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‘Heaven is for Real’ asks viewers, ‘What do you believe?’

Pulling in nearly $30 million in its opening five days, Heaven is for Real is set for another strong weekend.
Fri Apr 25, 2014 - 6:31 pm EST

ALEXANDRIA, VA, April 25, 2014 (LifeSiteNews.com) -- Do you believe in Heaven? Or do you just say it at church on Sunday?

These are two of the core questions asked in the film Heaven is for Real, which came to theaters on April 16. With a cast that includes stars Greg Kinnear and Thomas Haden Church, and based upon the best-selling 2010 novel Heaven is for Real, the family-friendly flick follows Reverend Todd Burpo (Kinnear) as he is faced with physical, spiritual, financial, and psychological challenges, including a burst appendix that nearly kills his son halfway through the movie.

It is at this point Burpo has to deal with his own doubts about God and Heaven. After coming out of emergency surgery, Burpo's son Colton says he saw Burpo and his wife, played by Kelly Reilly, in separate rooms during the surgery -- and, with uncanny precision, describes their actions.

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According to Devon Franklin, who is the senior vice president of production for Columbia TriStar Pictures and an ordained Seventh-Day Adventist minister, "we opened in a little over 2,400 theaters" in the opening weekend for Heaven is for Real. He said its second weekend will add 300 more theaters.

Pulling in nearly $30 million in its opening five days, Heaven is for Real is set for another strong weekend. Franklin said a number of changes were made in the transition from the book to the movie to make it appealing to theater-goers. "The book was not written for a movie; it was written in vignettes. We had the challenge, in doing the script, 'How do we craft a movie story out of the book?'"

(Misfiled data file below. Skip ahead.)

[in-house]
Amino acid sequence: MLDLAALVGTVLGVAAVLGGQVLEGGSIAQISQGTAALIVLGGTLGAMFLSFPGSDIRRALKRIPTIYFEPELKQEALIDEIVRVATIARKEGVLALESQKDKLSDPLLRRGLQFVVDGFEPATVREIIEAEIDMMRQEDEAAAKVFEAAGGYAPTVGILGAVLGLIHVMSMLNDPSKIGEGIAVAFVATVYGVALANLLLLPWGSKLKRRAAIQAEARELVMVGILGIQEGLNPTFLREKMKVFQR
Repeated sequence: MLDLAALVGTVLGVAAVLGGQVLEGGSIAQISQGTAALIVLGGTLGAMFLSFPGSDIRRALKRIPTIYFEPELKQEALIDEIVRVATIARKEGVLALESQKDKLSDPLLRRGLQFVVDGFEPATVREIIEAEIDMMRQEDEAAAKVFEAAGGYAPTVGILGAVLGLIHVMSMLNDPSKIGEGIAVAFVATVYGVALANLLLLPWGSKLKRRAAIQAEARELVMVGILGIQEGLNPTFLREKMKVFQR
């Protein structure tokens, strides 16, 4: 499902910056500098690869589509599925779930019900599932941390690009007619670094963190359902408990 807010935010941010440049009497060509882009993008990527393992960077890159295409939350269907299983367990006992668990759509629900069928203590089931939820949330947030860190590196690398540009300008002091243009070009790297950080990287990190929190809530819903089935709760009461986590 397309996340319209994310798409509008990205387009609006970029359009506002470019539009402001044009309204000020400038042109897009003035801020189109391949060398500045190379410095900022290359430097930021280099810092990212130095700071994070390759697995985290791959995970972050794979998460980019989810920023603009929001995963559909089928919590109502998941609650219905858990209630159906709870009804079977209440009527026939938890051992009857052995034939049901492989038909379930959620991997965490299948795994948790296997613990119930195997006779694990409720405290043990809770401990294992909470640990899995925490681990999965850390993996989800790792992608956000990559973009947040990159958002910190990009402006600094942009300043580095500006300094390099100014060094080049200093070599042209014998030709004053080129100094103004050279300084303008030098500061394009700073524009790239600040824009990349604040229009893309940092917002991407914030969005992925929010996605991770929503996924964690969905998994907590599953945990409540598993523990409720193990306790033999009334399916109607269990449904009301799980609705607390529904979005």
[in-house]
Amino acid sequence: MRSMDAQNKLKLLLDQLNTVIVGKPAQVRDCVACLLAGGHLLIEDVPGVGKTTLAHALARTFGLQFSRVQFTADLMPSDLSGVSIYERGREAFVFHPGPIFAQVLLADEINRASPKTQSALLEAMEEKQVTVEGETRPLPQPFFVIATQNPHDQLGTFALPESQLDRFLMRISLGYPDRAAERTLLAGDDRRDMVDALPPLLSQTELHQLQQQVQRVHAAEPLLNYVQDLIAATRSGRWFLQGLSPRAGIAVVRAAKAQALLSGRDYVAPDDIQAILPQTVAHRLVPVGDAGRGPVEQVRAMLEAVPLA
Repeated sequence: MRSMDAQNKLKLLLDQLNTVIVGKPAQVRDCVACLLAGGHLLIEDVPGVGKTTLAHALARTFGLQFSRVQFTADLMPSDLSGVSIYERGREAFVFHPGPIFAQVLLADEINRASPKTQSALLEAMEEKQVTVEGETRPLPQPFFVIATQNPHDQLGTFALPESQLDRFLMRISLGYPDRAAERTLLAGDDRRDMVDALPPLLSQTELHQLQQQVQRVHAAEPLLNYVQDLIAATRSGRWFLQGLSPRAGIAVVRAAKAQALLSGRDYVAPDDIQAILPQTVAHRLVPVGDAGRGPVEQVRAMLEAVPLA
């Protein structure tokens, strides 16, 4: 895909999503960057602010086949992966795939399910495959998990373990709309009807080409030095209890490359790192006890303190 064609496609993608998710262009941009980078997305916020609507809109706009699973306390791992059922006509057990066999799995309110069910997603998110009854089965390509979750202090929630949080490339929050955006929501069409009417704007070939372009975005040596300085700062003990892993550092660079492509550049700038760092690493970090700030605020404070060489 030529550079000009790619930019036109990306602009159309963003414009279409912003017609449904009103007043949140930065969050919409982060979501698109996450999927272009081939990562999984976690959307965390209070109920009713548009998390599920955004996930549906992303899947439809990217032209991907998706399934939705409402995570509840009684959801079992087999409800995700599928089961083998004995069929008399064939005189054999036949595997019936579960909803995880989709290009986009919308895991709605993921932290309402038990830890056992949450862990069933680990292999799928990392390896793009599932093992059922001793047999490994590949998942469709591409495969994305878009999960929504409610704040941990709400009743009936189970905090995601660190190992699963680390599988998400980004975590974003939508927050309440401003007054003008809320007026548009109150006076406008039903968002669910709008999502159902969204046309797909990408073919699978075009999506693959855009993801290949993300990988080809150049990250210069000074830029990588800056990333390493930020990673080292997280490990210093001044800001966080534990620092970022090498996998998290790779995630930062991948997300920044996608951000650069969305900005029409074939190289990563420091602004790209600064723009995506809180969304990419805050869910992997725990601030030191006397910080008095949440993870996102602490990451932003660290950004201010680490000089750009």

"What we really felt was that the essence of the journey was Todd, the father, really trying to investigate and understand how is it possible that Colson saw what he saw," Franklin said. Some characters that play pivotal roles in the movie didn't exist in the book -- "We definitely had to take creative licenses here and there," Franklin told LifeSiteNews -- but they "represent" people in the book to "boil down the essence of what the journey was."

While the movie's premise focuses on Colson's visions of Heaven, the visions don't happen until more than halfway into the film. The first half of the movie focuses on the family's financial difficulties and an injury Todd faces. Franklin said this was done to help people "get to a place where you could invest in the story, and invest in -- ultimately -- the mystery of what Colson saw. It was important for there to be an investment, an empathy, and a relatability to the family."

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The family is "doing their best to be the family that they want to be, and that God has called them to be," emphasized Franklin. "It was so important to lay that foundation so then, as Colson gets sick, and as the mystery of Heaven comes into the story, you're already plugged into the family, and have a relationship with them, that allows you to care about what Colson goes through."

In the movie, Todd is a wrestling coach, a volunteer firefighter, a business owner, and a pastor, and is beloved by the townspeople. Franklin says this is accurate to the book, and in both media the entire town joined the family in praying for Colson's recovery -- which was seen as a miracle by doctors and family alike.

"After buying the book, I went out to Imperial, Nebraska, where the [family] lives, and I even went to the fire station. All of that is 1,000 percent accurate and correct." According to Franklin, the town "leaned in" to help when Colson got sick, and again to support the family when Colson's visions became known.

One of the most important themes in the movie is faith and trust in God, which Todd admits to lacking at multiple points. Even one council member for the church for which Todd is pastor expresses cynicism about the idea of Colson seeing Heaven. When asked by LifeSiteNews about this important theme in the movie -- how even Christians can have difficulty when faith is brought to its logical conclusion of miracles and reliance on God -- Franklin said that they wanted "the movie to show" that "there is a spectrum of belief even among believers."

Franklin said the question "What do I believe?" is something that the team wanted discussed by moviegoers. "All of the different points of view about what is okay to believe -- we're so excited that the movie can handle that debate in a balanced way so that everyone can come to the film, enjoy the experience, but come out of it talking."


  christianity, hollywood

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